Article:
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Indiana earthquake 'extremely rare and unprecedented'

An Indiana earthquake Thursday, measured at a magnitude of 3.8, is the strongest ever recorded in that part of the state, which rarely sees earthquakes. No damage has been reported.

An 3.8 magnitude earthquake centered near Kokomo, Ind. (pictured here in a 1998 photo) hit Thursday morning.

Newscom/file

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An earthquake that took place before sunrise Thursday in north central Indiana is being evaluated as rare despite many well-known fault lines in the area.

The US Geological Survey reported a 3.8-magnitude earthquake, centered just east of Kokomo, Ind., about 57 miles north of Indianapolis. The earthquake occurred about 3 miles underground and could be felt as far south as Indianapolis, as far east as Dayton, Ohio and as far northwest as Elgin, Ill., about 40 miles outside Chicago.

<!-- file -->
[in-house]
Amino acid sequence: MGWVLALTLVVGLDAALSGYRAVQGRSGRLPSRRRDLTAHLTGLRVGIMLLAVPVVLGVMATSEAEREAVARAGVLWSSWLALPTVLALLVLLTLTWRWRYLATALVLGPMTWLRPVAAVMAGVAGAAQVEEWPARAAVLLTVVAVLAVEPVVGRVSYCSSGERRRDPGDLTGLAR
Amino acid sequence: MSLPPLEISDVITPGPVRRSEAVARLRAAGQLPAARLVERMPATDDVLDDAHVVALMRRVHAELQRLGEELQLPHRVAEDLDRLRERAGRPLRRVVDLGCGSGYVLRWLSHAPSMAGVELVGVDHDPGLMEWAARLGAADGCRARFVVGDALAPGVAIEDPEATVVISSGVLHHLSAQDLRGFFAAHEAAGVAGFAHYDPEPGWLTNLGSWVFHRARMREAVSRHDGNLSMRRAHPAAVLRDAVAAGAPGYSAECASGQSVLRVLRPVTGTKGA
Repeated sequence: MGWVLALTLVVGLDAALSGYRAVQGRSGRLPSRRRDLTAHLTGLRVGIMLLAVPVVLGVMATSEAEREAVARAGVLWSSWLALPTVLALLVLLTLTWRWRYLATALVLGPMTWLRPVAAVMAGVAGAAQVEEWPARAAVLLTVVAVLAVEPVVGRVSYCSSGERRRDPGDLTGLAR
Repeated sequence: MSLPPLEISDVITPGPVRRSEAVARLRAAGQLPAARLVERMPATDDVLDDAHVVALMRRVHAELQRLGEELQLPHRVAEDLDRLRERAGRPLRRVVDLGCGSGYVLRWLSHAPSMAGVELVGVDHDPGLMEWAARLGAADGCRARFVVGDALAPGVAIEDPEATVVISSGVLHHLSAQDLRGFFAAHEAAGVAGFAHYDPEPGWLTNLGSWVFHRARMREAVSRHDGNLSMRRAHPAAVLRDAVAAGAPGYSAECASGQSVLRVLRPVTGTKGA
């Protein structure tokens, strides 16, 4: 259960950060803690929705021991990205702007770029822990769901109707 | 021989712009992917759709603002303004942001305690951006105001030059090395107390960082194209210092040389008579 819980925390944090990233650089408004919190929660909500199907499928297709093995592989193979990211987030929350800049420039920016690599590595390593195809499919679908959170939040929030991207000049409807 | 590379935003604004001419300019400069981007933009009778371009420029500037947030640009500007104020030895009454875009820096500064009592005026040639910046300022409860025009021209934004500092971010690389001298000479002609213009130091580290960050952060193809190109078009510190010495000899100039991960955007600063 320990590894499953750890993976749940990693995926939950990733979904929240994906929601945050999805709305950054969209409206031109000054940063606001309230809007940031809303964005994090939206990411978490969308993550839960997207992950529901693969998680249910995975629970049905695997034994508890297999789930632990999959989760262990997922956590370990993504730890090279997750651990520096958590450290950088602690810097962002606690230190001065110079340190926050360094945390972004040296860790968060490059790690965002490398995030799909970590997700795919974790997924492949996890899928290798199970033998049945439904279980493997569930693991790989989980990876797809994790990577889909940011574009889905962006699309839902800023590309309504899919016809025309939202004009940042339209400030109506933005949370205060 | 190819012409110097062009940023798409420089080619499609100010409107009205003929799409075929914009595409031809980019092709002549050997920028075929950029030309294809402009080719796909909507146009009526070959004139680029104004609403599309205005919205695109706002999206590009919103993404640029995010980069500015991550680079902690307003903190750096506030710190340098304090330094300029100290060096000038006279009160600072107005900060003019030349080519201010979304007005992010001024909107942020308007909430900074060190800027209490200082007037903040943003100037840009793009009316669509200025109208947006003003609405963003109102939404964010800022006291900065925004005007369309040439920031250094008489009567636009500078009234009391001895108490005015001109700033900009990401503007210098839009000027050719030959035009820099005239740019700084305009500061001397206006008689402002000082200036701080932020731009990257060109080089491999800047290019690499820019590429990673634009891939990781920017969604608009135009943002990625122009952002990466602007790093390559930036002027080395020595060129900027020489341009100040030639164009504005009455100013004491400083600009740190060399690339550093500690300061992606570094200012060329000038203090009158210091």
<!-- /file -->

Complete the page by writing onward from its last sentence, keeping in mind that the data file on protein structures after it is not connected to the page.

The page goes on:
Calling the earthquake “extremely rare and unprecedented,” John Steinmetz, director of the Indiana Geological Survey at Indiana University in Bloomington, said there have not been any earthquakes of similar magnitude in northern Indiana in 175 years. Mr. Steinmetz added that it demonstrates how little is known about the earth’s structure in that region of the country.

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